7 Azer Mursaliyev, “Commentary: Meridional Answer to a Longitudinal Challenge,” Moskovskiye Novosti in Russian, no. 18, 1-8 May 1994, p. A4, trans. in FBIS-USR-94-057, 2 June 1994, pp. 66-67. For reference to Soviet support for terrorism in Turkey, see Paul B. Henze, “Organized Crime and Drug Linkages,” in Uri Ra’anan, et. al., eds., Hydra of Carnage: International Linkages of Terrorism (Lexington Books, 1986), pp. 171-184.
8 Avigdor Haselkorn and Christopher Coker, “The Spies Who Stayed in the Cold,” European Security Analyst, no. 20 (London: Institute for European Defence and Strategic Studies) August 1992, p. 2. Also see Yevgeniy Primakov, “Studio Nine” program, Moscow Television discussion on the situation in Asia, 1540 GMT, 27 December 1980, trans. BBC Summary of World Broadcasts (BBCSWB), 31 July 1981, p. SU/6628/C/1.
9 Primakov, “Studio Nine” program, Moscow Television discussion of Middle East issues for the Soviet Far East, 0815 GMT, 25 July 1981, trans. BBCSWB, 31 July 1981, p. SU/6789/C/1.
10 Radio Moscow in Arabic, 1600 GMT, 5 July 1985, trans. BBCSWB, 12 July 1985, p. SU/8001/A4/1.
11 Gary Lee, “Afghanistan Pullout Predicted; Soviet Official Assesses Peace Talks,” Washington Post, 26 December 1986, p. A25.
12 Albats, “KGB-MSB-MBVD,” op. cit.
13 Transcript of USSR Supreme Soviet proceedings, in “The New Supreme Soviet Meets–IV,” Izvestiya, 12 June 1989, pp. 2-3, trans.Current Digest of the Soviet Press, vol. 41, no. 33, 13 September 1989, p. 20.
14 Author’s confidential interviews with Russian foreign ministry officials and an active duty SVR officer, 1992-1994.
15 Author’s interviews with Russian journalists and members of the State Duma and Federation Council, July, August, and September 1994.
16 Victor Yasmann, RFE/RL Daily Report, no. 166, 1 September 1994, p. 2.
17 Mursaliyev, op. cit.
18 Vladimir Socor, RFE/RL Daily Report, no. 186, 29 September 1994, p. 3.
19 S. Sokolov and S. Pluzhnikov, Komsomol’skaya pravda, 22 January 1992, trans. in Soviet Press Digest. Said Ponomarev Commission investigator A. P. Surkov; “True, the data from the interview about Primakov’s service misled us all, that, let’s say, the information in Komsomol’skaya pravda and all is quite true.” Surkov testimony in “Hearings of the Russian Federation Supreme Soviet Commission Concerning the Events Associated with the Attempted Coup d’etat of 19-21 August 1991” (hereafter referenced as Ponomarev Commission Hearings), 10 February 1992, English text, p. 167.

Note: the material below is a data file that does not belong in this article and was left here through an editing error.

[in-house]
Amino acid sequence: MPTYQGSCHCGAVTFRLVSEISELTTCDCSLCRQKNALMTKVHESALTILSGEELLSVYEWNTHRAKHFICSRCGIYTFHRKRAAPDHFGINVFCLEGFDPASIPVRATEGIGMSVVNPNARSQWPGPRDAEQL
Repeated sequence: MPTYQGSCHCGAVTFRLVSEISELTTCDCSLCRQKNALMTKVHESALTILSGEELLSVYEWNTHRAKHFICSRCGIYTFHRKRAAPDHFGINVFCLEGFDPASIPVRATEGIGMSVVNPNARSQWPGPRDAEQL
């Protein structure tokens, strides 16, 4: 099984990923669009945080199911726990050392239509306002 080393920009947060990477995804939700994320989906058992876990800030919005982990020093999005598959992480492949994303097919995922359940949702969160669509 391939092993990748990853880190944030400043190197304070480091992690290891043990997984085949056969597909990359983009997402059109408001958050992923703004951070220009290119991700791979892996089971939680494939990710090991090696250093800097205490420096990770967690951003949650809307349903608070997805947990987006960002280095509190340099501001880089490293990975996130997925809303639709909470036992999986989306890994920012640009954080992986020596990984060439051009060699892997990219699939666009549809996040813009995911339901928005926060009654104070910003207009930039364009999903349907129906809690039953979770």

20 Surkov, ibid., pp. 166-167.
21 Yevgeniy K. Lisov, Deputy Procurator General of the RSFSR, testimony, Ponomarev Commission Hearings, 10 February 1992, p. 151. L.A. Ponomarev and A. P. Surkov, “Conclusion per the results of the open parliamentary hearings ‘About the Illegal Financial Activity of the CPSU,’” 8 February 1992, ibid., p. 9.
22 Sokolov and Pluzhnikov, op. cit.
23 Lev Ponomarev and Gleb Yakunin, news conference and interview with author, 27 March 1992.
24 Victor Yasmann, RFE/RL Daily Report, no. 12, 20 January 1992, p. 3; and “Vesti” broadcast, Moscow Television Network, 1900 GMT, 22 July 1992, trans. FBIS-SOV-92-143, 24 July 1992, p. 68.
25 Yevgeniy Primakov, “Russia-CIS: Does the West’s Position Need Modification,” transcript of statement, Rossiyskaya gazeta, 22 September 1994, pp. 1, 6, trans. FBIS-SOV-94-185, 23 September 1994, pp. 1-7.
26 Vladimir Socor, RFE/RL Daily Report, no. 203, 25 October 1994, p. 3.
27 Vladimir Socor, RFE/RL Daily Report, no. 172, 9 September 1994, p. 3.
28 Primakov, “Russia-CIS,” op. cit.
29 Vladimir Socor, RFE/RL Daily Report, no. 184, 27 September 1994, p. 1.


Copyright ISCIP 1995